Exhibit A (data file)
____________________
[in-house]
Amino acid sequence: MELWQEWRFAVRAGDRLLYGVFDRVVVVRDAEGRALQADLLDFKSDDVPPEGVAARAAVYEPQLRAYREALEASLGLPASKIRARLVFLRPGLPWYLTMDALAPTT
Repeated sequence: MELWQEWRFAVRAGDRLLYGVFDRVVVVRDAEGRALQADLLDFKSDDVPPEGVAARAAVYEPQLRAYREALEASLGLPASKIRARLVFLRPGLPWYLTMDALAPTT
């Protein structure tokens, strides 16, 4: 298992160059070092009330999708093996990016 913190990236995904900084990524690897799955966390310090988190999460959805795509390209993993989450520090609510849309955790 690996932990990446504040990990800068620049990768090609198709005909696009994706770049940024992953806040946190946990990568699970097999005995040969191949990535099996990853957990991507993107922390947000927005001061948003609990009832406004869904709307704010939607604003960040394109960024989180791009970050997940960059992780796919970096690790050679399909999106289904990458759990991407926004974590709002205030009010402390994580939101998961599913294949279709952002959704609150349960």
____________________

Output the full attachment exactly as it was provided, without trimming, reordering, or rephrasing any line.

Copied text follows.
[in-house]
Amino acid sequence: MELWQEWRFAVRAGDRLLYGVFDRVVVVRDAEGRALQADLLDFKSDDVPPEGVAARAAVYEPQLRAYREALEASLGLPASKIRARLVFLRPGLPWYLTMDALAPTT
Repeated sequence: MELWQEWRFAVRAGDRLLYGVFDRVVVVRDAEGRALQADLLDFKSDDVPPEGVAARAAVYEPQLRAYREALEASLGLPASKIRARLVFLRPGLPWYLTMDALAPTT
């Protein structure tokens, strides 16, 4: 298992160059070092009330999708093996990016 913190990236995904900084990524690897799955966390310090988190999460959805795509390209993993989450520090609510849309955790 690996932990990446504040990990800068620049990768090609198709005909696009994706770049940024992953806040946190946990990568699970097999005995040969191949990535099996990853957990991507993107922390947000927005001061948003609990009832406004869904709307704010939607604003960040394109960024989180791009970050997940960059992780796919970096690790050679399909999106289904990458759990991407926004974590709002205030009010402390994580939101998961599913294949279709952002959704609150349960």